Utilities Manager: Save Money Through Routine Maintenance

Kathy | January 1, 2009

It’s true: an ounce of prevention is worth a pound of cure. Proactive motor maintenance and planning keeps you from having to cure a crisis, plus it’s easier and less costly than taking a reactive approach. Establishing a routine maintenance program for your industrial motors can alert you to problems before they happen so that you can schedule downtime and plan for motor repair and replacement and prevent the surprise failures that bring productivity to a standstill.

Healthy motors are crucial to your operations, and there are several preventive practices and tests that can help you keep them that way. As a rule, motors should be kept appropriately lubricated and clean. Assuring that each motor has the proper amount of lubricant, as indicated by the manufacturer specifications, can prevent one of the major causes of premature motor failure—excess lubricant being forced out of the bearing housings and damaging motor windings. Motors also must be kept free of debris and buildup. Clean, clear air passages provide access for heat to dissipate away from the motor and fresh air to reach the motor to cool it.

Periodic testing, including insulation resistance testing, polarization-index testing and vibration testing are all important—and should be conducted at regular intervals. Just how often depends on the type of motor, the application and the operating environment. It is equally important that the results for each test be recorded. This provides the means to track motor performance over time and ultimately indicates when a motor should be repaired or replaced, before a surprise failure or other problem occurs.

Insulation resistance tests identify signs of insulation deterioration. These tests can be affected by temperature and humidity, so it is important to have consistent conditions when these tests are conducted. Polarization-Index (P-I) tests detect contamination that could damage windings. These tests also can help to identify gradual deterioration of insulation. It is particularly important to include P-I tests in your routine maintenance program if you suspect that a foreign substance has contaminated the insulation system. Vibration testing identifies several key factors, including wear on the bearings, mechanical looseness, misalignment, defective belts and rotors and electrical unbalance.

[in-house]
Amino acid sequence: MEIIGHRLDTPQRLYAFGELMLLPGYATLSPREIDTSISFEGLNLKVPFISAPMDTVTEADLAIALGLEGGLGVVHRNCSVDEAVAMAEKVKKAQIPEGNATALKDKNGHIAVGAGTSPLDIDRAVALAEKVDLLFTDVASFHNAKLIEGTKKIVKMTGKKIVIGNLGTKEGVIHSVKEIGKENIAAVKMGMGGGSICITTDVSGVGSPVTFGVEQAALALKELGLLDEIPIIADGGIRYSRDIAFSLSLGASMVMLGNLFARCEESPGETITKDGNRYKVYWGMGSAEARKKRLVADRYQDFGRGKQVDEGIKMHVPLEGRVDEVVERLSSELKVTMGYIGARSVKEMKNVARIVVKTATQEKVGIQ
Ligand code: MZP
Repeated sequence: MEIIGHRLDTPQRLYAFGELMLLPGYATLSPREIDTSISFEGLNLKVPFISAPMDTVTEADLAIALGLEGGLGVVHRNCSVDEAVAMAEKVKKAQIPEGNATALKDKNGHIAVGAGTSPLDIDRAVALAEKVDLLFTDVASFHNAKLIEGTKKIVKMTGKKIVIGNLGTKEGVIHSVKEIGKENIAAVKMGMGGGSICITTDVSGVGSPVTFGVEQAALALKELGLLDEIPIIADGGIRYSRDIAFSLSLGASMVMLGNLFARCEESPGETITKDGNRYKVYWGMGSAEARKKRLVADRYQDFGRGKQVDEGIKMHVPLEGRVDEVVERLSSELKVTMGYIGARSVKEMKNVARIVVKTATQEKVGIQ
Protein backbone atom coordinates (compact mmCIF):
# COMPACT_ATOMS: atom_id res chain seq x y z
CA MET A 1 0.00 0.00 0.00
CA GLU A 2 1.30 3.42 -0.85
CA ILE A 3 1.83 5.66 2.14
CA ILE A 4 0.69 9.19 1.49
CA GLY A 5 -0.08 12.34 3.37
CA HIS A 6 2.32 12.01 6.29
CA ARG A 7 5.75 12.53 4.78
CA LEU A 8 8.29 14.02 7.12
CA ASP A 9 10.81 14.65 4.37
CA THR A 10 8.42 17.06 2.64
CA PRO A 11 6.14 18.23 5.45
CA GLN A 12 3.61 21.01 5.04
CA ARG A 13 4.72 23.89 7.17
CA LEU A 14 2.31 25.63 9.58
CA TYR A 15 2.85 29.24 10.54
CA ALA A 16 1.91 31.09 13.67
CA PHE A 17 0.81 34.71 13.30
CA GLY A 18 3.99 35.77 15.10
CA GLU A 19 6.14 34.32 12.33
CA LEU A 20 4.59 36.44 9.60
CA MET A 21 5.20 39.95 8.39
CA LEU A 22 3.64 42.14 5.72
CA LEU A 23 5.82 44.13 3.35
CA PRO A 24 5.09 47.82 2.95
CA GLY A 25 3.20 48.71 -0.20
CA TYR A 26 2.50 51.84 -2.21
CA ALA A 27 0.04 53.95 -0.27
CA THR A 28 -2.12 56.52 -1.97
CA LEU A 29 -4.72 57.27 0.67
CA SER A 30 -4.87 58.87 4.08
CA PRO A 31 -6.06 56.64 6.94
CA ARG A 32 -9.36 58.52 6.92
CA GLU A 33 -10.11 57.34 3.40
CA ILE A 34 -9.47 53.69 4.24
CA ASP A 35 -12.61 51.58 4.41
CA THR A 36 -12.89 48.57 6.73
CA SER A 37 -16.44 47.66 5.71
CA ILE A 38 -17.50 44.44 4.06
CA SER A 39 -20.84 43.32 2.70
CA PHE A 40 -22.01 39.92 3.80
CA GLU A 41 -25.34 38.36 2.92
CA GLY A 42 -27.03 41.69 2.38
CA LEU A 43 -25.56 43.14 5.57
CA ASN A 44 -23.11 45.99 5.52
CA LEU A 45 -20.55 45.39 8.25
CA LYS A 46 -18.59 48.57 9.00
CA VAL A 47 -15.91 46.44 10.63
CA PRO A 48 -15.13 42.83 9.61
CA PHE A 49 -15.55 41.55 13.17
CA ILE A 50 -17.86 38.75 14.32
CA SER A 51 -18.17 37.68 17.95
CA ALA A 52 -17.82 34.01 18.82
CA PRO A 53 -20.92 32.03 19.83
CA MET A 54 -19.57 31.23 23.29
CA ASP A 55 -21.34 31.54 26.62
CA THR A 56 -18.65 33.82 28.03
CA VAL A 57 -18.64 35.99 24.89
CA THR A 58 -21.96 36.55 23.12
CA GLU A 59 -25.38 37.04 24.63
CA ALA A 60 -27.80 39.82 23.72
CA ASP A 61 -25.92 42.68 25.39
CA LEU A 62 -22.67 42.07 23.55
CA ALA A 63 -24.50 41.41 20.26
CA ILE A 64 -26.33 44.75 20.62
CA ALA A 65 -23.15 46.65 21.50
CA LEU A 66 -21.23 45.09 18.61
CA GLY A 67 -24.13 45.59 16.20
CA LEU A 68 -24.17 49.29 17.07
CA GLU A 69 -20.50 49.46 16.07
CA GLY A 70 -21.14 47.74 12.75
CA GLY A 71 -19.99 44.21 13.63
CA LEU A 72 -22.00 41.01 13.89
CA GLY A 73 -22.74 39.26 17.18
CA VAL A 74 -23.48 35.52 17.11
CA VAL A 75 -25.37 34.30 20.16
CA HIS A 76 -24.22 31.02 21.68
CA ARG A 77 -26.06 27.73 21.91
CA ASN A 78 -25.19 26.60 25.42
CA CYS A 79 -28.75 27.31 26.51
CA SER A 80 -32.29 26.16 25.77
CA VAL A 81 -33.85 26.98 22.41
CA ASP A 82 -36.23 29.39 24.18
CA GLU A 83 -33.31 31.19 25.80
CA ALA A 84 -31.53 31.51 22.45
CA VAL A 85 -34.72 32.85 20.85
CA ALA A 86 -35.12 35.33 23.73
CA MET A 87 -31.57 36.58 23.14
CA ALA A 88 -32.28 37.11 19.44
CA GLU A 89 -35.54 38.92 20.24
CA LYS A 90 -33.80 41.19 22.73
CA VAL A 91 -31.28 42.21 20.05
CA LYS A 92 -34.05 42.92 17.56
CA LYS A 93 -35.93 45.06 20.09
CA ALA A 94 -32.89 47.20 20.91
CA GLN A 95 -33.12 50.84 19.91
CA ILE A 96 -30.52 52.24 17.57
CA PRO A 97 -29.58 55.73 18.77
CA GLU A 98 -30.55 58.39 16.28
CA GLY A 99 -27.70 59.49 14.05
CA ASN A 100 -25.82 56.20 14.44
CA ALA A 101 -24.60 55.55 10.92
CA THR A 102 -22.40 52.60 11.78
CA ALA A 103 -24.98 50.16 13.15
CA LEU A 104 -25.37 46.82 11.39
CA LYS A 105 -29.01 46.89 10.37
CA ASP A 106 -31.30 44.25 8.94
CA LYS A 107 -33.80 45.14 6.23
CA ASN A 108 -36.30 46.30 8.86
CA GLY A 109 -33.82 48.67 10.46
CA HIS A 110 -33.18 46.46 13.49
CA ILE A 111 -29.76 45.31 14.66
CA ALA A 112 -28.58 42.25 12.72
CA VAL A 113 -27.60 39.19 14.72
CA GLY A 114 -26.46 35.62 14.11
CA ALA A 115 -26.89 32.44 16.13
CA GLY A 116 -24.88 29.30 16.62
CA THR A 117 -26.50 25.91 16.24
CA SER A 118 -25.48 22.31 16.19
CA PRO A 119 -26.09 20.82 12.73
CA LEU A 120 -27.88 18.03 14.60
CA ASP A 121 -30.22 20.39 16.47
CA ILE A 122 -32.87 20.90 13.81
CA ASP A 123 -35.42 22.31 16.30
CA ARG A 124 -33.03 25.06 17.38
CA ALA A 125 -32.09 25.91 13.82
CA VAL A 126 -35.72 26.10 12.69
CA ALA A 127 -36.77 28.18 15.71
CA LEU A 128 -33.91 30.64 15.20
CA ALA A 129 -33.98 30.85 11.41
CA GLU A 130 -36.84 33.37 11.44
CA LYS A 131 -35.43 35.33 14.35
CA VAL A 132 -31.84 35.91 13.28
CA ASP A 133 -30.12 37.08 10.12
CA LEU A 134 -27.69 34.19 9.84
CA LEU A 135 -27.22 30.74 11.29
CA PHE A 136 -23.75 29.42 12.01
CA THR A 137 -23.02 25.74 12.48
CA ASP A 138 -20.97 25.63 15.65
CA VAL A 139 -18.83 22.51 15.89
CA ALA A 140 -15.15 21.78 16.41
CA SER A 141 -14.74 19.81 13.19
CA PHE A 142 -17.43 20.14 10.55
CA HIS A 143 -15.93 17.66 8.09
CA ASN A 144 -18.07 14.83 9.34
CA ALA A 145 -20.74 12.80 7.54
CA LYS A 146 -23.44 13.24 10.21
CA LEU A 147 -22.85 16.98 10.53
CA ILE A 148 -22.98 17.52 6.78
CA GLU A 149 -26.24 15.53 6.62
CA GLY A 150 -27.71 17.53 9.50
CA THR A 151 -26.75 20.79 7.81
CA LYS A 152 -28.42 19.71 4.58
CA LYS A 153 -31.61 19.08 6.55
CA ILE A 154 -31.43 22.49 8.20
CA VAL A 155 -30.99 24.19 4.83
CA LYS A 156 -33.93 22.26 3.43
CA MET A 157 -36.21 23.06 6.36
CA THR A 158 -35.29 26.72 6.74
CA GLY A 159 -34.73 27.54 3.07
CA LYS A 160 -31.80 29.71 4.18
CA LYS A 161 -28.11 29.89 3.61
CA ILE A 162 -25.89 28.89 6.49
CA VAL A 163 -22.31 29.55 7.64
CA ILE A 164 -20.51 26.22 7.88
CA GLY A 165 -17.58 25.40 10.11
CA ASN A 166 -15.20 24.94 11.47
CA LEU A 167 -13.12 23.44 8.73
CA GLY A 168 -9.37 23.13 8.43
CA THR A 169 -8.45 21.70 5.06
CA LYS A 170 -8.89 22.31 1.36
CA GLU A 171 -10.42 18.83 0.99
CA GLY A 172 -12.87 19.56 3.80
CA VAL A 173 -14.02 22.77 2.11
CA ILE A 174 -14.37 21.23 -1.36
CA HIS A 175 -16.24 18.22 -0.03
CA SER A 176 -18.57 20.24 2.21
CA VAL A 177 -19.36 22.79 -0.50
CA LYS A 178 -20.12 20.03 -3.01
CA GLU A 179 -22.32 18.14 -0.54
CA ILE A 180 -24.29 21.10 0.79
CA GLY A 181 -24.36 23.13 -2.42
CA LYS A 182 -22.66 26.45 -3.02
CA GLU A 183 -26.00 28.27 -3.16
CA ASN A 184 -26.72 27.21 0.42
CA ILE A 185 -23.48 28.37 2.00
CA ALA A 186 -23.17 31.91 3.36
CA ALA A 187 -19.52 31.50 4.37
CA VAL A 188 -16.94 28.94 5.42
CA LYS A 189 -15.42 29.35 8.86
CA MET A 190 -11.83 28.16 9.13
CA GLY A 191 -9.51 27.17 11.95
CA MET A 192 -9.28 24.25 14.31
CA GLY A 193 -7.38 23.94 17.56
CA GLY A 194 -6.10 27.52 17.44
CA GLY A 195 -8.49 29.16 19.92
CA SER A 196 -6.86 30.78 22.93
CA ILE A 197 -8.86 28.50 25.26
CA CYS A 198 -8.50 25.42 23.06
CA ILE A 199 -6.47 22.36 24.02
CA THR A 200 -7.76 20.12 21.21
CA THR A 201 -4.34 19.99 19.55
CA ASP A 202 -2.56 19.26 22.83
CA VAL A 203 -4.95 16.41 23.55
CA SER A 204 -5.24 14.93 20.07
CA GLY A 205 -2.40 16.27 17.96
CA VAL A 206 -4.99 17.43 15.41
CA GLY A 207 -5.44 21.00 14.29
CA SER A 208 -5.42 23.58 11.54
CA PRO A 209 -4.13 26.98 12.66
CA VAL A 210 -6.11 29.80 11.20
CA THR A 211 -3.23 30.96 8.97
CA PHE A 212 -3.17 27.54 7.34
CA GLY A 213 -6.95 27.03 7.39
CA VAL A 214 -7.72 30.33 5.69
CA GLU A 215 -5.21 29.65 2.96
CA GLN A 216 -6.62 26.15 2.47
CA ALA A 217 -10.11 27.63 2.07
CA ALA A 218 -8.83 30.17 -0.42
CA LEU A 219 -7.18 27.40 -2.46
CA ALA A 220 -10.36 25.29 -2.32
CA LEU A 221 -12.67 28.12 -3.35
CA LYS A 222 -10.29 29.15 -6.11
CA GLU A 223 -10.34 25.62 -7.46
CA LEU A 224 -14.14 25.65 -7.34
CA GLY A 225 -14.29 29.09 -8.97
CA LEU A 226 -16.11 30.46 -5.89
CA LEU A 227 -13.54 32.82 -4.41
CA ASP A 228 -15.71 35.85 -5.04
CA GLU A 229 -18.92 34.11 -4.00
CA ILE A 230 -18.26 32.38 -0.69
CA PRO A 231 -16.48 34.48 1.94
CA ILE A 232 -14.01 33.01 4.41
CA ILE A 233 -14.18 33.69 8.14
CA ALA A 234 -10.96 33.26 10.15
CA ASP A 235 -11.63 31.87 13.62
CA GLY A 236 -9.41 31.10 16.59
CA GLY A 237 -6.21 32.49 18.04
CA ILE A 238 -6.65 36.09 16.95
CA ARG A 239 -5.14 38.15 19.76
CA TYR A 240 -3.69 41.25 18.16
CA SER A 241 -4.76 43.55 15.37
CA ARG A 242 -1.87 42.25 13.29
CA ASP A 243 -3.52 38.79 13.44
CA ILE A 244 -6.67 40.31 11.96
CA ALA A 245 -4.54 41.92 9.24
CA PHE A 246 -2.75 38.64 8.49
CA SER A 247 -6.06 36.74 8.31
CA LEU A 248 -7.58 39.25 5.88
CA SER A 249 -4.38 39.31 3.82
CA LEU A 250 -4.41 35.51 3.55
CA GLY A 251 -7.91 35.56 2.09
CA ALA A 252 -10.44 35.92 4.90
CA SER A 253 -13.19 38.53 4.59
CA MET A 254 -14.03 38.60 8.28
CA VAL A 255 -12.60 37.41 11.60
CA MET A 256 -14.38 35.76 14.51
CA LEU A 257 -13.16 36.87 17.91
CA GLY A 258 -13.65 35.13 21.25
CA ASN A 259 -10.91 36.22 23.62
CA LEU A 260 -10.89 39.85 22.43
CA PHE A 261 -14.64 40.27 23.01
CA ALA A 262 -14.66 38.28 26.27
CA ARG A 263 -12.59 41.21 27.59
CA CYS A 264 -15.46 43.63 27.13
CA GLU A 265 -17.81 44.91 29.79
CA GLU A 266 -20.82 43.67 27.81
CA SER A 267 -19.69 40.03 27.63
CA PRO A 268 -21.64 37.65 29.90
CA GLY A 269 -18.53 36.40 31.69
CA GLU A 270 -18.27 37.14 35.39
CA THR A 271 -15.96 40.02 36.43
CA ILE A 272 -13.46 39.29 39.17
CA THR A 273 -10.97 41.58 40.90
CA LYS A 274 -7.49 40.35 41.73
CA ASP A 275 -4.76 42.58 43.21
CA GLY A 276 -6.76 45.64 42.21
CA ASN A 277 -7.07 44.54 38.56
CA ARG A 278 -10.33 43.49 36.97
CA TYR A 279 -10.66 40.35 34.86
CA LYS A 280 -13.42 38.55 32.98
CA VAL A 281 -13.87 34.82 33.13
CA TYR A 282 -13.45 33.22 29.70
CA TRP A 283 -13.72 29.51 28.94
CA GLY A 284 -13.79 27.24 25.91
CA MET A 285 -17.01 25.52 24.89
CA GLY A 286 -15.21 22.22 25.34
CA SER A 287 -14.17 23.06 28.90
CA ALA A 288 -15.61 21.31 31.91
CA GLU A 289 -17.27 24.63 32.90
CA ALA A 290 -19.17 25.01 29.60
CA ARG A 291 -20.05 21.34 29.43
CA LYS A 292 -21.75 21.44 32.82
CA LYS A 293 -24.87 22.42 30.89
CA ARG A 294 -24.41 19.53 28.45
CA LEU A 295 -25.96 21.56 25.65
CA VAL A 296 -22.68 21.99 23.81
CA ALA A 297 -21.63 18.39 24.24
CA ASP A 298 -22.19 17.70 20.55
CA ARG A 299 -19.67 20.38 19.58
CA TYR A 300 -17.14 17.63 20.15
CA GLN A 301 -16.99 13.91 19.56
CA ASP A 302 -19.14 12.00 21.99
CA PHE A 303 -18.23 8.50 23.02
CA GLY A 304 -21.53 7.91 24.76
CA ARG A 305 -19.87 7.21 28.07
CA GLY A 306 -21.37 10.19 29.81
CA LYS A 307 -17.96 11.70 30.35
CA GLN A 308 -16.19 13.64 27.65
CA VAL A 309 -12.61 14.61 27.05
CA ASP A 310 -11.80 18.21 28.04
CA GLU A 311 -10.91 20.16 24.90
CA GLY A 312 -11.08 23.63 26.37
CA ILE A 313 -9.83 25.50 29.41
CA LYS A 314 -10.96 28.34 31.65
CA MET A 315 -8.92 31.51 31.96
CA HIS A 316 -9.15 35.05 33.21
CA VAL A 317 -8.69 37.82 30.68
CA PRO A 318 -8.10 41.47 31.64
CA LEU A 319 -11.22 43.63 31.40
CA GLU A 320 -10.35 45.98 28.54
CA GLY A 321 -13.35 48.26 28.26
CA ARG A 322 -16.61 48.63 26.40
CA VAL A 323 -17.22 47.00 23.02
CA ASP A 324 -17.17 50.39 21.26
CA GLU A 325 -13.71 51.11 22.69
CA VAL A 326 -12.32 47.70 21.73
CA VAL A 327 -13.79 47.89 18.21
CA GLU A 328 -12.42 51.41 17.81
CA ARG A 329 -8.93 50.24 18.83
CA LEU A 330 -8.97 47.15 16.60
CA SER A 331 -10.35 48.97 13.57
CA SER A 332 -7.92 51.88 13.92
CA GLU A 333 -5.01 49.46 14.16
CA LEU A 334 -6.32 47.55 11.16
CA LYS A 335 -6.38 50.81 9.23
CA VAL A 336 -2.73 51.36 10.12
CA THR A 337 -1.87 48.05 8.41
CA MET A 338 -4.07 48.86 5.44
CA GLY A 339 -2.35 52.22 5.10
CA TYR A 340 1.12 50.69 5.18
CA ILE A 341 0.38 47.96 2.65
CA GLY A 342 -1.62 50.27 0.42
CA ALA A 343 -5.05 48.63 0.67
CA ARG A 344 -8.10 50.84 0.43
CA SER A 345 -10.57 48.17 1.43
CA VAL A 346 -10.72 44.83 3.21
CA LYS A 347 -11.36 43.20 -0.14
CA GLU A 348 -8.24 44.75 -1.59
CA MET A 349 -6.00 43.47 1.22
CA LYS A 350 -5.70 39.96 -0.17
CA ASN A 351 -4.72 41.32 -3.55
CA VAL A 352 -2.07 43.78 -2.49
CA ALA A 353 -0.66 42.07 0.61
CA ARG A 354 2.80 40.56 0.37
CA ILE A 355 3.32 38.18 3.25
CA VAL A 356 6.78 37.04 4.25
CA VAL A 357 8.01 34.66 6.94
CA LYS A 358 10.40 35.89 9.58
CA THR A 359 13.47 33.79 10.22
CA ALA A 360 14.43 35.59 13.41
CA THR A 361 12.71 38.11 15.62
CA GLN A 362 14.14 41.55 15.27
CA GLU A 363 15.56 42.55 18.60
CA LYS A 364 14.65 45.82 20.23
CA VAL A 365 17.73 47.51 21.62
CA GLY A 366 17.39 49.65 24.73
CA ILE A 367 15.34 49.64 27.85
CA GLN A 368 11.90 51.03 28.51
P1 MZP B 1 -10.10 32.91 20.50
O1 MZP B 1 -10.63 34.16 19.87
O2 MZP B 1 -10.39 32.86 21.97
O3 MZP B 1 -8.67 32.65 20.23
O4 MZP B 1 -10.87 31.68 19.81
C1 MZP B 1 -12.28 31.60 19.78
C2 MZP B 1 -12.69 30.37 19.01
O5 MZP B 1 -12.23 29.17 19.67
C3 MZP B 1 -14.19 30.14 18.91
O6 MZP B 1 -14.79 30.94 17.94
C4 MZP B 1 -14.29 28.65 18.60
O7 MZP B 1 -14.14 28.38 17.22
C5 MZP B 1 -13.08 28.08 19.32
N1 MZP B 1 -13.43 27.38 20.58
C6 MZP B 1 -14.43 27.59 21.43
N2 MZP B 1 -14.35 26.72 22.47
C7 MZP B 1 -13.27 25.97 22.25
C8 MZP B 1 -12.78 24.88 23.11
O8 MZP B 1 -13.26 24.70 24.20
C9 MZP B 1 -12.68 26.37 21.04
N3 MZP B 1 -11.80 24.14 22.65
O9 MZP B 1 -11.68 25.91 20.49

Sound motor management includes a routine maintenance program, and can help reduce downtime, decrease energy costs and increase productivity. Knowing when downtime, motor repair and motor replacement will occur— rather than being surprised by a crisis—lets you plan ahead, ensure production and save money. In addition to lost productivity, surprise system downtime frequently forces a costly capital investment in the rush to buy the motor that’s most readily available, as opposed to investing in the motor that best meets your operational and efficiency parameters.

There are many resources available to help you develop or enhance your motor maintenance program. The Motor Decisions Matter (MDM) Campaign, sponsored by utility efficiency programs, motor manufacturers and motor sales and service centers, offers free tools, such as the Motor Planning Kit, and links to helpful resources on the MDM Website: www.motorsmatter.org. UM


The Motor Decisions Matter campaign is managed by the Consortium for Energy Efficiency, a North American nonprofit organization that promotes energy-saving products, equipment and technologies. For further information about MDM, contact Kellem Emanuele at kemanuele@cee1.org or (617) 589-3949, x225.






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